A proud native of Detroit, Tora Burns is a proponent of education being a major facet of American society. Her experiences growing up in Detroit equipped her with the ability to be a change agent for her community. After completing a five-year dual program in which she received a Bachelor’s degree in Afro-American Studies and a Master’s in Elementary Education, Tora began her professional career teaching Kindergarten in both public charter and D.C. Public Schools. After eight months traveling across Europe, Tora has dedicated her expertise to further impact youth outside the traditional classroom setting with the very thing she loved the most as a child: playtime. Tora has a vibrant personality and loves books, her family and friends, and music.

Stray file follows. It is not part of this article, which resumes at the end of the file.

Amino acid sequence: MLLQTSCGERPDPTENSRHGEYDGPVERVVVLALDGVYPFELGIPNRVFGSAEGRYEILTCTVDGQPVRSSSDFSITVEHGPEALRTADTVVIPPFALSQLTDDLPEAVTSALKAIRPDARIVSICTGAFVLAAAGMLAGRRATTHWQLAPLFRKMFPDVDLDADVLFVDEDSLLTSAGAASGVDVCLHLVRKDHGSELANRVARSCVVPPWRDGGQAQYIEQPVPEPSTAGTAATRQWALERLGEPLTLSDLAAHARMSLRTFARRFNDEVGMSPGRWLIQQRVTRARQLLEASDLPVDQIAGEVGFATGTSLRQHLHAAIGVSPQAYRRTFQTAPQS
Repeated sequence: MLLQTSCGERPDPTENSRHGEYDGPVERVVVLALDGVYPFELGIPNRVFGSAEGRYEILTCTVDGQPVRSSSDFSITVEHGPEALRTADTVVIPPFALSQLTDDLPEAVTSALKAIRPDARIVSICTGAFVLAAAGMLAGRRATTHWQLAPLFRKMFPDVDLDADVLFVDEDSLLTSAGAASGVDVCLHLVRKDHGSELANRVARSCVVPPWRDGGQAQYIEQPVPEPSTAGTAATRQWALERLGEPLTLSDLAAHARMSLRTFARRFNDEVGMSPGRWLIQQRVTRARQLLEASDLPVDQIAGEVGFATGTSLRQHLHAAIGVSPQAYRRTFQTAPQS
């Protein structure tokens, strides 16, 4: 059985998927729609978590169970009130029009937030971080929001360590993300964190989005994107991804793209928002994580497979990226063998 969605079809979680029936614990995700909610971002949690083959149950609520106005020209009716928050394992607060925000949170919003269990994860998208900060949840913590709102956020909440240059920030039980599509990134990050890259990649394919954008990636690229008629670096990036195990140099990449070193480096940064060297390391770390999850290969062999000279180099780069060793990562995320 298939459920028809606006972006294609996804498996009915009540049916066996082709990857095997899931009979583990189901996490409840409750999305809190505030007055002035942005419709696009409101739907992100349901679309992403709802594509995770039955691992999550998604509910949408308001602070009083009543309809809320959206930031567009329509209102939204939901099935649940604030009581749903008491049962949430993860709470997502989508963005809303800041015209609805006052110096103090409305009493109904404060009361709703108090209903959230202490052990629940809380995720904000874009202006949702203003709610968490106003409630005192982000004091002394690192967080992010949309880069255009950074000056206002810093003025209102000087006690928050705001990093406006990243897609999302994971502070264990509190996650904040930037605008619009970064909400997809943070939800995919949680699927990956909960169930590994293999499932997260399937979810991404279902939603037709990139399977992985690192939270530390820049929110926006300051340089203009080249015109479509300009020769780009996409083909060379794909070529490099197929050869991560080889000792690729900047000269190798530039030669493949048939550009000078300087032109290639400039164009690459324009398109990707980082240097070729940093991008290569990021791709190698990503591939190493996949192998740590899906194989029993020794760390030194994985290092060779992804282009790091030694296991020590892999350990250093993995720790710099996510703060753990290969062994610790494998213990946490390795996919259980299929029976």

Tiesha Edwards – Site Manager for Overflow Shelter
Tiesha was born and raised in the nation’s capital where she still resides, and is completing her degree in sociology and elementary education at Trinity Washington University. As a child, she always enjoyed working with children but her interest grew into a career during an opportunity to mentor elementary students. Searching for related experience, Tiesha explored and attained various internships where she could pursue her passion for working with children, and apply her sociological lense to better meet the needs of underserved children. As an intern for Playtime Project, Tiesha fell in love with the organization and its mission. Her goal is to help children effectively express their feelings and emotions to promote socialization and overall wellbeing. Tiesha enjoys trips to beaches, furry animals, and babysitting her nieces and nephew.
Sonia Gahimbare – Social Worker